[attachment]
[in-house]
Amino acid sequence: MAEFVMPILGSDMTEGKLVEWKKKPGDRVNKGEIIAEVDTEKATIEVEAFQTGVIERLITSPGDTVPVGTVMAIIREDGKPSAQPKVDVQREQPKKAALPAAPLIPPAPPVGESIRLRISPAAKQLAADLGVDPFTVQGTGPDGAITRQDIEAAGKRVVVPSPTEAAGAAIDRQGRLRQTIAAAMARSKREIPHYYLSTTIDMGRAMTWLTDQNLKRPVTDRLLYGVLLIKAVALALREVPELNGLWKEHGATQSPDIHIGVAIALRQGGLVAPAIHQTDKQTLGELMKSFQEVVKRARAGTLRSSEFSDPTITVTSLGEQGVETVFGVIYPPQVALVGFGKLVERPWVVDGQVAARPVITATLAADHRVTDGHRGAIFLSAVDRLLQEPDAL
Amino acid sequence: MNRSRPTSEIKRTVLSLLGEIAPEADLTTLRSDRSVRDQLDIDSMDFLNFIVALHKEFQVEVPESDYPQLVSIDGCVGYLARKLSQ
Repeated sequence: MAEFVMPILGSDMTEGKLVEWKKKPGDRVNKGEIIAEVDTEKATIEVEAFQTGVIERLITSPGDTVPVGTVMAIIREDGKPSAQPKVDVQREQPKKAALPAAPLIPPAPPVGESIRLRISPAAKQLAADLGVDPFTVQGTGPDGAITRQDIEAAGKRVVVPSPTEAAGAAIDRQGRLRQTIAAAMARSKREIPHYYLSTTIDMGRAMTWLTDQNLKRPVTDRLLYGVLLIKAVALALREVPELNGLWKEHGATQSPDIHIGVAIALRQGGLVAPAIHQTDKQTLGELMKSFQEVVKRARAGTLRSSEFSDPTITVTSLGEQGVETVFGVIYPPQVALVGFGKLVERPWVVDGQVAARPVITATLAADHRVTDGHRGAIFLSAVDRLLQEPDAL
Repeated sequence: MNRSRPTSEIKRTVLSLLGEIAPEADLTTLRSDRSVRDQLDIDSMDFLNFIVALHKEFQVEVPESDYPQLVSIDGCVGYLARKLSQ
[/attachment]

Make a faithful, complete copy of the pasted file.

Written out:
[in-house]
Amino acid sequence: MAEFVMPILGSDMTEGKLVEWKKKPGDRVNKGEIIAEVDTEKATIEVEAFQTGVIERLITSPGDTVPVGTVMAIIREDGKPSAQPKVDVQREQPKKAALPAAPLIPPAPPVGESIRLRISPAAKQLAADLGVDPFTVQGTGPDGAITRQDIEAAGKRVVVPSPTEAAGAAIDRQGRLRQTIAAAMARSKREIPHYYLSTTIDMGRAMTWLTDQNLKRPVTDRLLYGVLLIKAVALALREVPELNGLWKEHGATQSPDIHIGVAIALRQGGLVAPAIHQTDKQTLGELMKSFQEVVKRARAGTLRSSEFSDPTITVTSLGEQGVETVFGVIYPPQVALVGFGKLVERPWVVDGQVAARPVITATLAADHRVTDGHRGAIFLSAVDRLLQEPDAL
Amino acid sequence: MNRSRPTSEIKRTVLSLLGEIAPEADLTTLRSDRSVRDQLDIDSMDFLNFIVALHKEFQVEVPESDYPQLVSIDGCVGYLARKLSQ
Repeated sequence: MAEFVMPILGSDMTEGKLVEWKKKPGDRVNKGEIIAEVDTEKATIEVEAFQTGVIERLITSPGDTVPVGTVMAIIREDGKPSAQPKVDVQREQPKKAALPAAPLIPPAPPVGESIRLRISPAAKQLAADLGVDPFTVQGTGPDGAITRQDIEAAGKRVVVPSPTEAAGAAIDRQGRLRQTIAAAMARSKREIPHYYLSTTIDMGRAMTWLTDQNLKRPVTDRLLYGVLLIKAVALALREVPELNGLWKEHGATQSPDIHIGVAIALRQGGLVAPAIHQTDKQTLGELMKSFQEVVKRARAGTLRSSEFSDPTITVTSLGEQGVETVFGVIYPPQVALVGFGKLVERPWVVDGQVAARPVITATLAADHRVTDGHRGAIFLSAVDRLLQEPDAL
Repeated sequence: MNRSRPTSEIKRTVLSLLGEIAPEADLTTLRSDRSVRDQLDIDSMDFLNFIVALHKEFQVEVPESDYPQLVSIDGCVGYLARKLSQ